Lib Dems 07: The Lib Dems need an urgent rethink after a bad year when they’ve been pushed to the political margins. The Liberal Democrats assemble in Brighton after a bad year. More perhaps than the other parties, their morale is sensitive to performance in mid-term elections and the May 2007 elections were pretty poor. In the Scottish and Welsh elections in May, the Conservatives penetrated some historically Lib Dem territory areas. While both constituencies voted in Lib Dem assembly members, the party list vote in both the historic fiefdom of Montgomeryshire (where the Lib Dems have lost only once in the last century in general elections) and Brecon and Radnorshire went to the Conservatives. The farcical Lib Dem participation in Welsh coalition talks, in which the party managed to get nothing despite its good bargaining position, cannot have improved their standing. There was a similar tale in Scotland, where the Conservatives were ahead in the Borders. The English local elections were a bit more variable; with some good results in seats the Lib Dems need to defend against the Conservatives such as Eastleigh, Taunton and Teignbridge, but defeats in others, like North Devon and Torbay. Losses were worse in areas where the Lib Dems might have hoped to build on local success to win future contests, such as in South Norfolk and Bournemouth where they were virtually wiped out. ICM polling data this summer suggests more severe problems than in the local elections. The Lib Dems are apparently down a massive nine percentage points in the south and seven points in London (and five points in Scotland and Wales combined). In the north and Midlands, where the party has been historically weaker and has fewer seats at stake, its existing support has held up better. However, the exposure to losses in the south and the London suburbs should terrify the party. On a 9% swing to the Conservatives across the south, few Lib Dem seats east of St Ives would survive the deluge. With southern losses on this scale, and with possible losses in Wales and Scotland, they could be talking about as few as 35 MPs. Nick Clegg, sitting on a secure majority in the intellectual Yorkshire suburbia of Sheffield Hallam, might end up leader more or less by default. Such a collapse is unlikely, as Lib Dem MPs are good at insulating themselves against the tide through personal votes and hard campaigning, but the Lib Dems are currently facing the prospect of serious losses to the Conservatives and a wounding retreat from their 2005 foothold in Labour territory. While the anti-Labour wave of 2006-07 has subsided, so it seems has the immediate honeymoon of the Brown...

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A reversal of midterm fortunes (20 July 2007)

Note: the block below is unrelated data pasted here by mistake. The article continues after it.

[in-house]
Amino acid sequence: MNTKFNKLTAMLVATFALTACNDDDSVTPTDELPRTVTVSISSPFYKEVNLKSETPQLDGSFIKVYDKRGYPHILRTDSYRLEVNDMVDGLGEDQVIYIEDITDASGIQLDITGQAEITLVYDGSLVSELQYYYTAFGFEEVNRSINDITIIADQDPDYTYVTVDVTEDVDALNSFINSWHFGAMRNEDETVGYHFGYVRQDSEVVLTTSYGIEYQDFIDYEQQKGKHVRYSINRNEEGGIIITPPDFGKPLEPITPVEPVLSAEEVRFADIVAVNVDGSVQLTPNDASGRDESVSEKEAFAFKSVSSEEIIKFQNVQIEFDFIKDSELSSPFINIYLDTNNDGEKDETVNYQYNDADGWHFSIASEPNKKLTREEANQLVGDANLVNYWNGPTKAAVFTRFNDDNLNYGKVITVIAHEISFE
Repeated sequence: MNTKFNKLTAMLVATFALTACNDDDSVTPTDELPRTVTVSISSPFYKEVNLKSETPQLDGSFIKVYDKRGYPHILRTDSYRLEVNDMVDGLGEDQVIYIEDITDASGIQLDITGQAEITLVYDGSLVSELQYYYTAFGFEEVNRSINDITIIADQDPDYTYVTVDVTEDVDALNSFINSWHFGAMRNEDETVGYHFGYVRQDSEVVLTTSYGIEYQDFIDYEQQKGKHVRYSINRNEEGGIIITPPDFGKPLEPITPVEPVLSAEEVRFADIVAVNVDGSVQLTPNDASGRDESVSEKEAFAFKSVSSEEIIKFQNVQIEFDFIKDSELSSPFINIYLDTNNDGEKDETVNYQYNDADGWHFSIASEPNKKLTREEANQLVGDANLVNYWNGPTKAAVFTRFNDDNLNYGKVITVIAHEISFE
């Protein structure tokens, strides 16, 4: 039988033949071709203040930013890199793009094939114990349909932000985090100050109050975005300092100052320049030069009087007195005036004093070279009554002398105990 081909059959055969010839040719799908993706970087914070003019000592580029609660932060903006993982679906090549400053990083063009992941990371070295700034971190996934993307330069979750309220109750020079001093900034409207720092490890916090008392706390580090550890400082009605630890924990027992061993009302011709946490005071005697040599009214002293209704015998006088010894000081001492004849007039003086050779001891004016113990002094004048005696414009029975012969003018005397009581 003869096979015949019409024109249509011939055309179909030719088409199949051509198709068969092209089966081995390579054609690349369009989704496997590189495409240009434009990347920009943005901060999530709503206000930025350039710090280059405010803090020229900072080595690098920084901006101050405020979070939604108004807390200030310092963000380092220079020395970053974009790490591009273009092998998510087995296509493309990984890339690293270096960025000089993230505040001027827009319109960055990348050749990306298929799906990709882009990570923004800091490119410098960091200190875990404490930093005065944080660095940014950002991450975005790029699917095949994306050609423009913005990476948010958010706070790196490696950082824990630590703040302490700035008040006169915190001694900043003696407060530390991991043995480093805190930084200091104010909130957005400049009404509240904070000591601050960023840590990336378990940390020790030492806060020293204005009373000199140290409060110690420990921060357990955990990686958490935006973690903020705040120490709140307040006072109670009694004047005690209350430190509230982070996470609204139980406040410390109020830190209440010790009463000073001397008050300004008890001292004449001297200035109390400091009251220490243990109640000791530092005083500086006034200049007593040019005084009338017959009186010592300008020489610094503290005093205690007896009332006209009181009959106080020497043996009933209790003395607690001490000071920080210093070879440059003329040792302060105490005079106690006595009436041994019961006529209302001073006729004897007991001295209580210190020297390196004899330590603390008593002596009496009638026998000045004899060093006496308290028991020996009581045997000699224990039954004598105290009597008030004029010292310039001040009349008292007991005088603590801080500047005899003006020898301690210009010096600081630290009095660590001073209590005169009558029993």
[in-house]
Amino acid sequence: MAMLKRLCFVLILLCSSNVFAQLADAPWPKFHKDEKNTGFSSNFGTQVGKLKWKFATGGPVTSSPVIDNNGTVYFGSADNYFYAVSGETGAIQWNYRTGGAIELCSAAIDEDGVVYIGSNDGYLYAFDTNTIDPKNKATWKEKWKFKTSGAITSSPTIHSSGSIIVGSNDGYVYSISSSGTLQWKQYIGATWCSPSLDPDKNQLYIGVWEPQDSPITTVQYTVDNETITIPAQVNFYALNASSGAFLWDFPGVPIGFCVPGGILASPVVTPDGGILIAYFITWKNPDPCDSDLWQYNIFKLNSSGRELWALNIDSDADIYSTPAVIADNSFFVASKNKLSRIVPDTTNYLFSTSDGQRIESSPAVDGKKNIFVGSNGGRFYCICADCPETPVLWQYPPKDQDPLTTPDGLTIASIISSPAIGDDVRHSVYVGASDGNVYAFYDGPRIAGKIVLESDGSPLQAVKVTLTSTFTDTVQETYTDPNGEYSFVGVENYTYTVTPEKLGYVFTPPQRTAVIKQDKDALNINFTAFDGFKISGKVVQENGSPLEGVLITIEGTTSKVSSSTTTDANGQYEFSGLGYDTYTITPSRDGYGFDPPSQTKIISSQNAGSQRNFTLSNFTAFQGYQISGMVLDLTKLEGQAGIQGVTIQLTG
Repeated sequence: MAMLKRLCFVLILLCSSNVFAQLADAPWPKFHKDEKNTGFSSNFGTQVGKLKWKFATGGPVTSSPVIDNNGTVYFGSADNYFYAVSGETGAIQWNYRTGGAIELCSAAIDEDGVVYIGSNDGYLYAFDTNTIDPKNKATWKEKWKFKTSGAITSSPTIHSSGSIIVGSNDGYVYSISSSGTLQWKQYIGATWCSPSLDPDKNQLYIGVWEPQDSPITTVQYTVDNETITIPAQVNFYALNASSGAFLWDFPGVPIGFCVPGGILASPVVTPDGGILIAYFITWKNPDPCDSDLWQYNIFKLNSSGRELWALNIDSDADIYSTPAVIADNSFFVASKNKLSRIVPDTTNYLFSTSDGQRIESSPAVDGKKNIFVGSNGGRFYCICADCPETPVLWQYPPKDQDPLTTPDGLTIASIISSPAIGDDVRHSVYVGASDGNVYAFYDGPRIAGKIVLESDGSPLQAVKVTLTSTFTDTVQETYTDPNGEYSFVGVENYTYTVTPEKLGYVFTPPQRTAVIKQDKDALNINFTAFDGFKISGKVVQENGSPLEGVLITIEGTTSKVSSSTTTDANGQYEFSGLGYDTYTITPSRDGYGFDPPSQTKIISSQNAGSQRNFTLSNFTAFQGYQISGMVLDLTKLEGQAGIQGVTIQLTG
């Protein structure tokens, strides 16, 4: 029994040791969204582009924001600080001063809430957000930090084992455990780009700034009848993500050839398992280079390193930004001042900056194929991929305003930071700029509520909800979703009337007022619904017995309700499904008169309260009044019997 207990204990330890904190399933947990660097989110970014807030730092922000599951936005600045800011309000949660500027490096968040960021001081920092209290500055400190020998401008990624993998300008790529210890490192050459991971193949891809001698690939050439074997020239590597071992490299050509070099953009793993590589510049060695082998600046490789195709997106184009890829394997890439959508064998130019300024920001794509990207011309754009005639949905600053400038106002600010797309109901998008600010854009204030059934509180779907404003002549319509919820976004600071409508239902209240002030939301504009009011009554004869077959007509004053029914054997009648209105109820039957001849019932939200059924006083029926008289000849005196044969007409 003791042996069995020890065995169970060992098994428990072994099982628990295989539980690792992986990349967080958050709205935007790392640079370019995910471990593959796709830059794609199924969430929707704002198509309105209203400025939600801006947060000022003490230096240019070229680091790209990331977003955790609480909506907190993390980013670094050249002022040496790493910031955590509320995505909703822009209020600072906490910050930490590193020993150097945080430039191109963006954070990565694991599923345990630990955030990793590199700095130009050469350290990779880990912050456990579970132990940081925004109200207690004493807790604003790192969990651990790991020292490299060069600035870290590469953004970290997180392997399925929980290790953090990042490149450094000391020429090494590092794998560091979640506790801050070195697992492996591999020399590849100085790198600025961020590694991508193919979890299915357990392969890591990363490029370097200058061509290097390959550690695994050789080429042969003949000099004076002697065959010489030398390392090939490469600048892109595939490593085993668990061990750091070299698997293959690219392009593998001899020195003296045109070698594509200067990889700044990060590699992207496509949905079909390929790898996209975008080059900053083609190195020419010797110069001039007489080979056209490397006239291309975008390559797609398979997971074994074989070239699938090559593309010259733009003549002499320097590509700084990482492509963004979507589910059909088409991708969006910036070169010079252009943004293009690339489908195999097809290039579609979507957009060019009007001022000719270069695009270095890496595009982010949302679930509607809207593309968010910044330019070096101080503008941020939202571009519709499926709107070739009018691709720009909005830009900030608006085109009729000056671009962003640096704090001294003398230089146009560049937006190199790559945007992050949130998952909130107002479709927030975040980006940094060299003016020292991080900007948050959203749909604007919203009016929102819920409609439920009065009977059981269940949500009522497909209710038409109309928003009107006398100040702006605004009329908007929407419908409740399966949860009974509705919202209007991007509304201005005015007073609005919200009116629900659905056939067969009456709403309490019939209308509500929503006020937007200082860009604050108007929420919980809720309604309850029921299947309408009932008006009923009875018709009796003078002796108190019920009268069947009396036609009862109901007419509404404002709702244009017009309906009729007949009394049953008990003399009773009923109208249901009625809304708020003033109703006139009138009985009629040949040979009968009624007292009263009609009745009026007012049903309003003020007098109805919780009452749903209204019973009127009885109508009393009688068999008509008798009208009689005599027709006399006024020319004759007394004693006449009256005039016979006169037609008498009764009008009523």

The byelection results are great for Labour, but David Cameron can expect renewed grumbling in his ranks, while the Lib Dems were caught napping. Last night’s byelections were unambiguous good news for Gordon Brown and proof that the “Brown bounce” in Labour’s fortunes picked up in opinion polls is based on reality. Not only did Labour hold both seats with comfortable majorities, but the detail of the results is also encouraging for the new prime minister. It is normal for a government party to shed some votes in seats it has to defend in byelections, but the recent record of the Labour party has been woeful. In three byelections in the 2001-05 parliament the party’s vote share fell by more than 25 percentage points, and the result in Dunfermline in 2006 (down 17.4%) was almost as bad. In Sedgefield Phil Wilson’s vote share dropped by 14.1% compared with Tony Blair‘s impressive result in 2005, which while a considerable drop was easily absorbed in such a safe seat. But the real triumph was Ealing Southall, where Virendra Sharma‘s vote share was only 7.3% down on what Labour won in 2005. This was the smallest drop in any seat Labour has defended in a byelection since Tony Blair came to power in 1997. Another aspect of the results that will please Gordon Brown is the lack of anti-Labour tactical momentum in the byelections. Voters did not line up behind the candidate best placed to defeat Labour and although the Liberal Democrats came second and increased their vote in both seats, they did not succeed in squeezing the Tory vote even in Sedgefield. Part of the reason for the mediocre Lib Dem results in both seats was the speed with which the byelections were called. Labour’s calculation, which was vindicated, was that the longer the seat remained vacant the more chance the famous Lib Dem byelection machine would have to swamp the constituency with leaflets and establish a clear Lib Dem v Labour dynamic. By calling them quickly, Labour prevented the Lib Dems from building up momentum. In Sedgefield, a predictable byelection given that Tony Blair’s career plans after Downing Street could have been anticipated, the Lib Dems were caught napping by failing to stand a full slate of candidates to work the seat in the local government elections in May. Some of the disaffected protest vote ended up with the BNP, whose candidate Andrew Spence had led the direct action campaign against fuel taxation in 2000 and found a natural home in the party. The Southall result in particular was a blow to David Cameron, who had staked a lot on the result. He was prominent in the campaign, even appearing...